Friday, 17 June 2011

Visellio Primitivo Salento 2001

Whilst we're on the subject of where varieties emanate from, how about California's own Zinfandel?  Well, a few years ago DNA evidence showed it to be the same variety as Primitivo, which comes from Puglia, the heel of Italy.  That they are one and the same was already suspected as they both make wild tasting, tannic, brash and alcoholic wines, whether in Italy or California.  For completeness we should note that it's also in fact the same variety as Crljenak Kaštelanski from Croatia, but let's not worry about that for now.

Whatever name it goes by, it's certainly not shy and demurring.  No Pinot Noir this.  It's got loads of tannins, masses of alcohol and a big wild taste - certainly not for everyone!  It also doesn't age particularly well as a rule, so it's quite tricky to know the best way to deal with it.  However, in skilled hands and from old vines it can produce excellent wines that are still slightly wild and with their own distinctive personality, but with good structure, the ability to age and with the overt feral nature tamed down a bit.

In a completely different (and awful) style, masses of Zinfandel in California is bizarrely used to make 'Blush' wines (a term generally used to indicate quite sweet pink wines) that are obtusely called "White Zin" (it's pink, not white). It's pretty much all really commercial and fairly sweet rosé wine of no merit whatsoever.  But we won't dwell on that commercial aberration, let's look at what it can do in a premium red wine, this one from Italy...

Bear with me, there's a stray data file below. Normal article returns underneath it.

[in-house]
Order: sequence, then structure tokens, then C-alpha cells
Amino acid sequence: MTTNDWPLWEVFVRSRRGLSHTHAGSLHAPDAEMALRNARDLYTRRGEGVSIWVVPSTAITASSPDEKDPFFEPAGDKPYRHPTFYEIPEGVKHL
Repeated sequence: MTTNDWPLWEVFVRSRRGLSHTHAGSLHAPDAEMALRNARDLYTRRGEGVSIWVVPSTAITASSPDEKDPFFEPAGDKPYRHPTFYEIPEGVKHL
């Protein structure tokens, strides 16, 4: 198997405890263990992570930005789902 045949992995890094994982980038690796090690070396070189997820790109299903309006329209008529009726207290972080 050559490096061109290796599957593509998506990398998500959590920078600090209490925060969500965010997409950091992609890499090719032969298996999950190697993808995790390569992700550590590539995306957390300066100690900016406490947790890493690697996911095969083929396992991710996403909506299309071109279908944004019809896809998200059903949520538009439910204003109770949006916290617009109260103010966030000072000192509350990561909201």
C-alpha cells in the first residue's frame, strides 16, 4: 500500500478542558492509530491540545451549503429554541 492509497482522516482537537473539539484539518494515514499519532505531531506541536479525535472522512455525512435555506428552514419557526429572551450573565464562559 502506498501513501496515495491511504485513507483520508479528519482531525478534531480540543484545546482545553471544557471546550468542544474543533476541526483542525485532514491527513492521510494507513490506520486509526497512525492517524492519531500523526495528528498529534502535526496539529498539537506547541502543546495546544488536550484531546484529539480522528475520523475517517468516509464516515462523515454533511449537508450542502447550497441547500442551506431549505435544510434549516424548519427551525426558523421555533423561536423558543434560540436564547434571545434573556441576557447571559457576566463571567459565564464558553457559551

Proving the variety can in fact age really well, last night I had a bottle of 2001 Visellio, which is a bit of super-cuvée Primitivo from the Salento Peninsular (ie the heel of Italy), made by one of the best producers of the region, Tenute Rubino.  At ten years of age this was by no means too old; it was extremely powerful and extracted, with lots of tannins that had nicely mellowed and it's 14.5% alcohol didn't stick out at all.  It was stuffed with bags of dark fruit that had become chocolaty and spicy with time.  Lovely, haunting flavours, with lots of complexity and a long finish.  All very good, competent and no doubt Robert Parker would love it, but, but...

I have to say that good as this wine was, for my taste it was too extracted and too rich with not enough grip in the tannins and not enough acidity. The resulting balance was too soupy, not clean enough and not great as a partner to food.  It was made more in the style of a blockbusting Californian Zin instead of a more restrained Puglian example (the best of which normally come from the appellation Primitivo di Manduria).  For me this style is more of a show wine designed to impress than something you can actually share a bottle of over dinner.  Sorry Tenute Rubino.

Having said that I don't want to put you off the variety altogether; there are some great examples out there and if you are in the UK and new to the variety, then I would recommend a bottle of the very decent Ravenswood Vintners Blend Zinfandel for £9.50 from Waitrose, which is spot on with some smoky barbecued meat.  I think Primitivo / Zinfandel will always be one of those varieties that I want only once in a while, but it's great as an occasional wild card.  Very wild.

1 comment:

  1. Great article Hugo. One thing though - are there really no decent Zinfandel Pinks? I seem to remember quite a nice one I used to drink many years ago - or do you think it was the 14.5% alcohol kicking in?